• Go Kart TrackLast Friday and Saturday night, my family and I plunked down twenties for 5-pass tickets to go kart tracks in Western Maryland.

    After lazy days tubing on the Potomac, walking forest trails, and making hobo pies around the camp fire, we embodied the old Disney cartoon where Goofy turns into a maniacal driver. We grinded kart skirt rails under the lights, battling each other and especially Dad for cement supremacy. Trading spark-inducing wall-pins and corner bumps, we generated a photo album of pictures and more than a couple nights’ worth of memories.

    Afterward, Dad and I discussed how—apart from their liability insurance—the place had to be making a killing. When you compare that a full day at Disney or Six Flags costs only twice what we blew in an hour or so, this pastime proved an expensive one.

    As I sit and ponder again about the whole deal, I think back to the weeks surrounding the purchase of my Cooper S. Over and over I heard the themed comments, “It’s so impractical,” “Do you fit in that little thing?” and “Quarter life crisis, Ryan?” I’d laugh them off, pointing out our lack of kids and my past of hand-me down, decade-old rides. My business was going well, and I wanted to celebrate in a way that connoted that I am, by trade, a creative.

    Those questions sound different to me after a few hours of chasing siblings and strangers around a figure eight.

    I loved it. They loved it. But to get back to the camp site, they piled into a van; and I slipped into a leather-seat cockpit with a short-throw six. Their night in a low-slung speedster ended with the unclipping of an unsterile belt. Mine continued with XM radio and an open moon roof. That weekend was their annual conjugal visit with the thrill of speed, the exhilaration of passing, the connection with concrete.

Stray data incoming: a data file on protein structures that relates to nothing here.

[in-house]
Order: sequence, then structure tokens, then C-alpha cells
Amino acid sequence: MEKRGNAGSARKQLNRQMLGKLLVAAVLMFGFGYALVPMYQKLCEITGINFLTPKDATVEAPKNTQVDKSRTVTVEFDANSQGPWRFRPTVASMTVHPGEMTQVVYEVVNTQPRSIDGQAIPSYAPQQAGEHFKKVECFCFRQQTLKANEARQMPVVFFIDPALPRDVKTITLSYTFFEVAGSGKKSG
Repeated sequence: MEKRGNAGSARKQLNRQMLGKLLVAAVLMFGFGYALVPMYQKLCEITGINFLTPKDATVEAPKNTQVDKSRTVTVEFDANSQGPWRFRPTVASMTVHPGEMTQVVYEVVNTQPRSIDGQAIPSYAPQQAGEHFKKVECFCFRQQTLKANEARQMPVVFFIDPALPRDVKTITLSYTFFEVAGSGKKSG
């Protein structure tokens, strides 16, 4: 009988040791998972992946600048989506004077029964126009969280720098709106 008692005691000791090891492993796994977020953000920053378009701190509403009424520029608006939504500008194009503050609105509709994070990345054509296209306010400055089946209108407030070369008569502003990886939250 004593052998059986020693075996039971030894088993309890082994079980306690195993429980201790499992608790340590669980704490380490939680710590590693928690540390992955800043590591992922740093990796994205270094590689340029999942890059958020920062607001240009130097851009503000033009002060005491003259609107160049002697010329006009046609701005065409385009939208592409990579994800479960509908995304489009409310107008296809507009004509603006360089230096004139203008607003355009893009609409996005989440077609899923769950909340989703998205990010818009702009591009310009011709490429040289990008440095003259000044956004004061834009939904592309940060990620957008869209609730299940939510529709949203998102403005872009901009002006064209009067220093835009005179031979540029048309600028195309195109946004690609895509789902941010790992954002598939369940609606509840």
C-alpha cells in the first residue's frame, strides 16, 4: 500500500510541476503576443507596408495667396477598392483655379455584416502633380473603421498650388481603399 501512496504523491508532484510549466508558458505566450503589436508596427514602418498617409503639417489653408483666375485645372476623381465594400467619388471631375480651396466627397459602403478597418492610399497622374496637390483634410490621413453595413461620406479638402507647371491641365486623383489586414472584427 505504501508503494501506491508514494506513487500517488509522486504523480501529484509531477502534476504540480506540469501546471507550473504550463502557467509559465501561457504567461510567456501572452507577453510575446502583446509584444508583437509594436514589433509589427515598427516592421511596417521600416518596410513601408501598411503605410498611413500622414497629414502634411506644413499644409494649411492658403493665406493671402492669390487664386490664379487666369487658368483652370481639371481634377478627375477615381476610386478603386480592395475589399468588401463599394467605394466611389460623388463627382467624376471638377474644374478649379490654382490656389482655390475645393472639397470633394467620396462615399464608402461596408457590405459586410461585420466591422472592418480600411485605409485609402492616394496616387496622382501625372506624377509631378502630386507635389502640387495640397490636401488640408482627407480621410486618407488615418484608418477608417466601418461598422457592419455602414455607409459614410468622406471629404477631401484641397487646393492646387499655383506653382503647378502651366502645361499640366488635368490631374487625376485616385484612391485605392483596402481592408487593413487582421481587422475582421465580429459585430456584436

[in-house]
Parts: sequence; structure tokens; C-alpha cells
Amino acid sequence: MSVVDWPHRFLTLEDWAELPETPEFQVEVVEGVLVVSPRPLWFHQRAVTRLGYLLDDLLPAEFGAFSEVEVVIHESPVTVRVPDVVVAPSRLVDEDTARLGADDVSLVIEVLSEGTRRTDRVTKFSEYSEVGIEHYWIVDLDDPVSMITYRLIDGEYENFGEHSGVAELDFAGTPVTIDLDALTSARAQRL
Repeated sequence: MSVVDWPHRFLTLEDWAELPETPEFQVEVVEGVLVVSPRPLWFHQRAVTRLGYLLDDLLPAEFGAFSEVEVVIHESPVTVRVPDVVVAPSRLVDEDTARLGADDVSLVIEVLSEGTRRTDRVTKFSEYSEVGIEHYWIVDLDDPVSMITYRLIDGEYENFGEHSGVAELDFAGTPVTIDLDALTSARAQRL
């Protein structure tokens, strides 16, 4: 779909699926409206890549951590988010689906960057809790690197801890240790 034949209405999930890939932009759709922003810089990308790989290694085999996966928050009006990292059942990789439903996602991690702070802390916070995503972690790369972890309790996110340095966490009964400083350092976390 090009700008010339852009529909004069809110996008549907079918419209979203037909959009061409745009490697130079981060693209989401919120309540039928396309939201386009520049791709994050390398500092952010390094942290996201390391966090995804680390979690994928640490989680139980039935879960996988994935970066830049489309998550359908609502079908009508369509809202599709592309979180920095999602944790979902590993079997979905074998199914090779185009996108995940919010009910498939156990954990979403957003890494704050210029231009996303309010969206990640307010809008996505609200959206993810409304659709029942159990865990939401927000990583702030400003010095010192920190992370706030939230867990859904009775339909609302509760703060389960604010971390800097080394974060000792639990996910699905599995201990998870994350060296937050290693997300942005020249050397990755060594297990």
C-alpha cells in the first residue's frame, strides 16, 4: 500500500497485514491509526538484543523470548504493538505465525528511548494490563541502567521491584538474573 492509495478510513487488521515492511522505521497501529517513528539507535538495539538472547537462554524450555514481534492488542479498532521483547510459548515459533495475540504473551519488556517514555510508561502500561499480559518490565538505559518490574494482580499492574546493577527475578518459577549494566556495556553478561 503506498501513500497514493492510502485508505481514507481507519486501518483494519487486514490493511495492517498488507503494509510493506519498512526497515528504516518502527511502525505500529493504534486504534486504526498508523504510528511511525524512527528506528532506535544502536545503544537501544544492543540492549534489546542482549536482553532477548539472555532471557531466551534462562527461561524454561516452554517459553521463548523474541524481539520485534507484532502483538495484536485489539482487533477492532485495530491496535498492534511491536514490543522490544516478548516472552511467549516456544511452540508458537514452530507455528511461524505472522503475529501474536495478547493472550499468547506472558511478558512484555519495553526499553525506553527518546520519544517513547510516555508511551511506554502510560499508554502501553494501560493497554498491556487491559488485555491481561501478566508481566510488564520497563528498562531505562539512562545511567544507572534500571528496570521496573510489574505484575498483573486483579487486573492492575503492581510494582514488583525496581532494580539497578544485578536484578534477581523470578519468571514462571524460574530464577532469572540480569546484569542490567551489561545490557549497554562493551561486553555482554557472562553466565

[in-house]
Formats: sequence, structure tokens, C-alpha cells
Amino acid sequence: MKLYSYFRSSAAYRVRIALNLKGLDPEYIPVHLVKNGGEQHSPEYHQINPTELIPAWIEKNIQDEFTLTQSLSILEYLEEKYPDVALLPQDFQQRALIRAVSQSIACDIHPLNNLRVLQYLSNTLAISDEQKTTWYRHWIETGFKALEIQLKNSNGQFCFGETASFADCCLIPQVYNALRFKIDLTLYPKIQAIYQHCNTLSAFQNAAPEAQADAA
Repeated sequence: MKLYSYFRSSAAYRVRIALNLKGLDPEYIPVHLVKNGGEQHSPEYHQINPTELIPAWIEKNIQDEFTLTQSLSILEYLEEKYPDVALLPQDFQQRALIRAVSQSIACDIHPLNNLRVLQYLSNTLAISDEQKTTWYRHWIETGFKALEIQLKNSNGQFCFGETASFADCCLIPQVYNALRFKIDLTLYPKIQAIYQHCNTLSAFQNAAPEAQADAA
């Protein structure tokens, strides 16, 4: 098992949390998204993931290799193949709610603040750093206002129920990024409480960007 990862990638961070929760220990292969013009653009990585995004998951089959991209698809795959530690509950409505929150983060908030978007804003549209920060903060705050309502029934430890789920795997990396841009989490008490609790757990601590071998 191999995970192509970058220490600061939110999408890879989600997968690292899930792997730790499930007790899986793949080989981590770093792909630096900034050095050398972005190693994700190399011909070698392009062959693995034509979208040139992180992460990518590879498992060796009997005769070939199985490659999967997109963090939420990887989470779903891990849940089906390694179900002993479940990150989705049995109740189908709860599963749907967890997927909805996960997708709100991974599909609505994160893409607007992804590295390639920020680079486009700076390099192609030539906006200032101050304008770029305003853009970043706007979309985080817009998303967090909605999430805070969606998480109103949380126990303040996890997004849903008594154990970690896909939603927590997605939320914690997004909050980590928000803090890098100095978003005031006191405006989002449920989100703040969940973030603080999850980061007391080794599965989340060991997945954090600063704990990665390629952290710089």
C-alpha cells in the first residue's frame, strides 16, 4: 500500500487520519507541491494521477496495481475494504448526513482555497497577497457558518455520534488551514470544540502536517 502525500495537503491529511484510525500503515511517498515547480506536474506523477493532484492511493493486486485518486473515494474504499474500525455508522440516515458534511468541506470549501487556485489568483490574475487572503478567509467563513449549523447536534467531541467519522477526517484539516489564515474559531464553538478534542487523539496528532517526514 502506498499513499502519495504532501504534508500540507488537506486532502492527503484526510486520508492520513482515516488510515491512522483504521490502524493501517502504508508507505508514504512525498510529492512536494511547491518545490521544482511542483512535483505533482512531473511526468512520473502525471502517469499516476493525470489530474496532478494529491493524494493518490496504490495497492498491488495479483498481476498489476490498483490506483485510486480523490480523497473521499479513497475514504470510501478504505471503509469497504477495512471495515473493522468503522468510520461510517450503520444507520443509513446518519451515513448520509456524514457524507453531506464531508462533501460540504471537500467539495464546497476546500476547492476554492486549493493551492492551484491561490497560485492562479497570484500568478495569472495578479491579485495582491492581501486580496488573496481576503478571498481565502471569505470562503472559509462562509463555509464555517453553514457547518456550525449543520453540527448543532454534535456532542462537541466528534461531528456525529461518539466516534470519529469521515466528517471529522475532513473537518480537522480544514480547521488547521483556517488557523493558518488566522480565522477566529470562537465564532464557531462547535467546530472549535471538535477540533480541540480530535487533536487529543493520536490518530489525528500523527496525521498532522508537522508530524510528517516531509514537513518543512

For the same car payment as an Xterra or Ranger or Jetta, I can feel those endorphins every day. I get the most out of the clover leaves onto highways, the front line at stop lights, and the winding mountain climbs—for no additional charge. I drive a German-engineered go kart that gets over 30mpg and fits a dozen bags of Lowes mulch behind my driver seat. I cover the same ground between Point A and Point B—just with free fun.

    Oh yeah, that’s impractical. That’s wasting money on youth. That’s a lack of self esteem.

    I like to see memories in my odometer. I like to smile at my tach. I like to pat the dash and tell my car, “Nice goin’ back there.”

    I prefer to get more than I paid for from my vehicle—to get more from my journey than the miles. And I get a kick out of the irony: all the sullen faces from minivans and SUV’s in traffic that look over to my silver bullet with the disdained look of, “That’s so impractical.”

    This entry was posted on Thursday, August 17th, 2006 at 11:00 pm and is filed under Drive Lines. You can follow any responses to this entry through the RSS 2.0 feed. You can leave a response, or trackback from your own site.

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